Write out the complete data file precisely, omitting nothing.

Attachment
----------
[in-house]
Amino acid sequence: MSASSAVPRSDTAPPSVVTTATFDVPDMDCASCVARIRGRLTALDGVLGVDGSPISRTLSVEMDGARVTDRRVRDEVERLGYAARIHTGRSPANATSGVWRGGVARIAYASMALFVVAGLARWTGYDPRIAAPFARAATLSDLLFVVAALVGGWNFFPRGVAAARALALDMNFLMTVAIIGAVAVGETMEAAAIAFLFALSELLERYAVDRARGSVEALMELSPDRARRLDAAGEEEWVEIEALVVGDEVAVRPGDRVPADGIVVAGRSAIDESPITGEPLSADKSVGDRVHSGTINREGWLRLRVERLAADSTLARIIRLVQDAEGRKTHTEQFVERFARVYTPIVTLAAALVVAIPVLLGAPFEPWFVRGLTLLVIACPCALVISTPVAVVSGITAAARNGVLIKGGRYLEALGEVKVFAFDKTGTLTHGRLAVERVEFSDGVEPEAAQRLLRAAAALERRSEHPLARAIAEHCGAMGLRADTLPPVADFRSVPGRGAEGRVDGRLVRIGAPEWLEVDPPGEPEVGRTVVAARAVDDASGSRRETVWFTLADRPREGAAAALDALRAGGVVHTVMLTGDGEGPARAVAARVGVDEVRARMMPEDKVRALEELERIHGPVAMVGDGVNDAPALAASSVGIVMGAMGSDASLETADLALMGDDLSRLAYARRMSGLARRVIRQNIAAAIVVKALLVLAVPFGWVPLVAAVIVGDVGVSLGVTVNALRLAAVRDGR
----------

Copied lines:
[in-house]
Amino acid sequence: MSASSAVPRSDTAPPSVVTTATFDVPDMDCASCVARIRGRLTALDGVLGVDGSPISRTLSVEMDGARVTDRRVRDEVERLGYAARIHTGRSPANATSGVWRGGVARIAYASMALFVVAGLARWTGYDPRIAAPFARAATLSDLLFVVAALVGGWNFFPRGVAAARALALDMNFLMTVAIIGAVAVGETMEAAAIAFLFALSELLERYAVDRARGSVEALMELSPDRARRLDAAGEEEWVEIEALVVGDEVAVRPGDRVPADGIVVAGRSAIDESPITGEPLSADKSVGDRVHSGTINREGWLRLRVERLAADSTLARIIRLVQDAEGRKTHTEQFVERFARVYTPIVTLAAALVVAIPVLLGAPFEPWFVRGLTLLVIACPCALVISTPVAVVSGITAAARNGVLIKGGRYLEALGEVKVFAFDKTGTLTHGRLAVERVEFSDGVEPEAAQRLLRAAAALERRSEHPLARAIAEHCGAMGLRADTLPPVADFRSVPGRGAEGRVDGRLVRIGAPEWLEVDPPGEPEVGRTVVAARAVDDASGSRRETVWFTLADRPREGAAAALDALRAGGVVHTVMLTGDGEGPARAVAARVGVDEVRARMMPEDKVRALEELERIHGPVAMVGDGVNDAPALAASSVGIVMGAMGSDASLETADLALMGDDLSRLAYARRMSGLARRVIRQNIAAAIVVKALLVLAVPFGWVPLVAAVIVGDVGVSLGVTVNALRLAAVRDGR